26 Redesign of Alternate Assessments 26 Purpose and Rationale Purpose: Louisianas alternate assessment did not receive approval in the USDOE peer review process.

27 Redesign of Alternate Assessments 27 Goals Louisianas alternate assessment (LEAP Alternate Assessment or LAA) lacked: Academic focus (although linked to state standards) Alignment with grades or grade spans USDOE advised a redesign of the LAA to be implemented in spring of 2008 LDE began the redesign in July of 2007

28 Redesign of Alternate Assessments 28 Development First, Louisiana developed Extended Standards (ES), i.e., extensions of state content standards. What should students with significant cognitive disabilities know and be able to do? How do we identify expectations regarding the breadth and depth of the standards, benchmarks, and grade-level expectations (GLEs)? How should students demonstrate knowledge and skills based on the GLEs? What is the appropriate range of tasks to be used to measure this knowledge and these skills?

29 Redesign of Alternate Assessments 29 Development LDE contracted with the testing vendor to develop Extended Standards for ELA, Mathematics, and Science. Recommendations from an initial committee of state special educators regarding selected standards and a template for the ESs, including Complexity Levels, were used to guide the development. Committees of Louisiana educators (general and special educators) reviewed the proposed ESs with Complexity Levels. Content-area groups across four grade spans (grades 3-4, 5-6, 7-8, and 9-11) Review was time intensive -- one intensive week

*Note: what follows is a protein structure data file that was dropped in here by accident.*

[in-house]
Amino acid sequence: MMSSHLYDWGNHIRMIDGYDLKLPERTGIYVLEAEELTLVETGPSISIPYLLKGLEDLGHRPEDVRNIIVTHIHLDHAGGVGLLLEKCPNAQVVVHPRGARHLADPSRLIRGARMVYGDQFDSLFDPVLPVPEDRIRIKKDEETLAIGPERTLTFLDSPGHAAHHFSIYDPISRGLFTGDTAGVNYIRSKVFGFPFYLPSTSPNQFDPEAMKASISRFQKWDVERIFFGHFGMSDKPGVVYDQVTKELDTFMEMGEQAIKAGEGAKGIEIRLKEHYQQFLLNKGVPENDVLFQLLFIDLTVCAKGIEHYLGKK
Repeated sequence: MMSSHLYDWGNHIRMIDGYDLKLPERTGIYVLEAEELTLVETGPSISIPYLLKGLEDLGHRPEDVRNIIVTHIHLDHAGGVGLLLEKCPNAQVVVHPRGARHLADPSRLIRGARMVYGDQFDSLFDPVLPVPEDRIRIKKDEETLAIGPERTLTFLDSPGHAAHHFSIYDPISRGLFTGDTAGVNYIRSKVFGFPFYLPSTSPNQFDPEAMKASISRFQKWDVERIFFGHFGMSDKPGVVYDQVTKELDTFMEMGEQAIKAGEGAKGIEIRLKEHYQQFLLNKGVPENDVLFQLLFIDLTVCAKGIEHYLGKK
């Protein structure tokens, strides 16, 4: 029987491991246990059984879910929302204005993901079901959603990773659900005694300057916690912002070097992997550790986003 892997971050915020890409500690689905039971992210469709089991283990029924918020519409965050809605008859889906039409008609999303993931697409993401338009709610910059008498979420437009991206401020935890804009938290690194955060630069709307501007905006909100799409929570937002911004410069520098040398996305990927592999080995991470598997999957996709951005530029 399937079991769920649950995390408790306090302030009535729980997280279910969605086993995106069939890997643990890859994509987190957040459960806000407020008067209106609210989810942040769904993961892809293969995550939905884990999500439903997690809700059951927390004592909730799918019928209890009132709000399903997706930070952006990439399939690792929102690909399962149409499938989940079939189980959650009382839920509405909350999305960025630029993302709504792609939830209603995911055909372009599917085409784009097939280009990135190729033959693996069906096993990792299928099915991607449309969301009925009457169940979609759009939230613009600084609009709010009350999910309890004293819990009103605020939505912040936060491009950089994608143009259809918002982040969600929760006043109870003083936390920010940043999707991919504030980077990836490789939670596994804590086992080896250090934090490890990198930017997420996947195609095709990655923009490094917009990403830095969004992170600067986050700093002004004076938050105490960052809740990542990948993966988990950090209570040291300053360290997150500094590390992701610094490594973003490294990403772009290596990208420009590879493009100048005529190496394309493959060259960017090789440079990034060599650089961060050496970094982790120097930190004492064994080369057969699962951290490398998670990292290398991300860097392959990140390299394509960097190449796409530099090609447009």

30 Redesign of Alternate Assessments 30 Development Complexity Levels of the Extended Standards: Each ES has 3 levels of complexity (1 being least difficult) that provide access to general education concepts and skills. They serve as guidelines for the development of assessment tasks at 3 levels of complexity. Math Example: 3. Add and/or subtract to solve simple problems. 2. Identify simple addition and subtraction concepts within daily living problems. 1. Count to solve simple problems.